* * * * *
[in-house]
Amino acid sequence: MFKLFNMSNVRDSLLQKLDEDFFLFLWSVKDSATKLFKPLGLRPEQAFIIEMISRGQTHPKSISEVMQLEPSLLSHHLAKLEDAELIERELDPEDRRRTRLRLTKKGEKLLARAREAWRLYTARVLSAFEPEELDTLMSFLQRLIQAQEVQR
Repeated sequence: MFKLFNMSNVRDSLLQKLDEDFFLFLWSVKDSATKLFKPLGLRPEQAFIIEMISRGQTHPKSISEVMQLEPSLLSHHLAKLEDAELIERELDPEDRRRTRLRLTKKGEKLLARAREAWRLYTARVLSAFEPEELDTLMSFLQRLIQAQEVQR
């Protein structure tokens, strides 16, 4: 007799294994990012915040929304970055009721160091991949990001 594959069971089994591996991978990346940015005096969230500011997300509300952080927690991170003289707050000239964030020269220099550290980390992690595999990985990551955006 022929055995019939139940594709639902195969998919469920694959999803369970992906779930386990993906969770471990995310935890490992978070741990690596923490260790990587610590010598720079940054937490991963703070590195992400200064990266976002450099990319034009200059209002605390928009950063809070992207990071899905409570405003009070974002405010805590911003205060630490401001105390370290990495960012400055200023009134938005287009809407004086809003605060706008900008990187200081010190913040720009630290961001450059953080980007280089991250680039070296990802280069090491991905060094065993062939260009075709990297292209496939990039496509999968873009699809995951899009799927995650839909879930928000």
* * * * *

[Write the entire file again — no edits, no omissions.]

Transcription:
[in-house]
Amino acid sequence: MFKLFNMSNVRDSLLQKLDEDFFLFLWSVKDSATKLFKPLGLRPEQAFIIEMISRGQTHPKSISEVMQLEPSLLSHHLAKLEDAELIERELDPEDRRRTRLRLTKKGEKLLARAREAWRLYTARVLSAFEPEELDTLMSFLQRLIQAQEVQR
Repeated sequence: MFKLFNMSNVRDSLLQKLDEDFFLFLWSVKDSATKLFKPLGLRPEQAFIIEMISRGQTHPKSISEVMQLEPSLLSHHLAKLEDAELIERELDPEDRRRTRLRLTKKGEKLLARAREAWRLYTARVLSAFEPEELDTLMSFLQRLIQAQEVQR
């Protein structure tokens, strides 16, 4: 007799294994990012915040929304970055009721160091991949990001 594959069971089994591996991978990346940015005096969230500011997300509300952080927690991170003289707050000239964030020269220099550290980390992690595999990985990551955006 022929055995019939139940594709639902195969998919469920694959999803369970992906779930386990993906969770471990995310935890490992978070741990690596923490260790990587610590010598720079940054937490991963703070590195992400200064990266976002450099990319034009200059209002605390928009950063809070992207990071899905409570405003009070974002405010805590911003205060630490401001105390370290990495960012400055200023009134938005287009809407004086809003605060706008900008990187200081010190913040720009630290961001450059953080980007280089991250680039070296990802280069090491991905060094065993062939260009075709990297292209496939990039496509999968873009699809995951899009799927995650839909879930928000």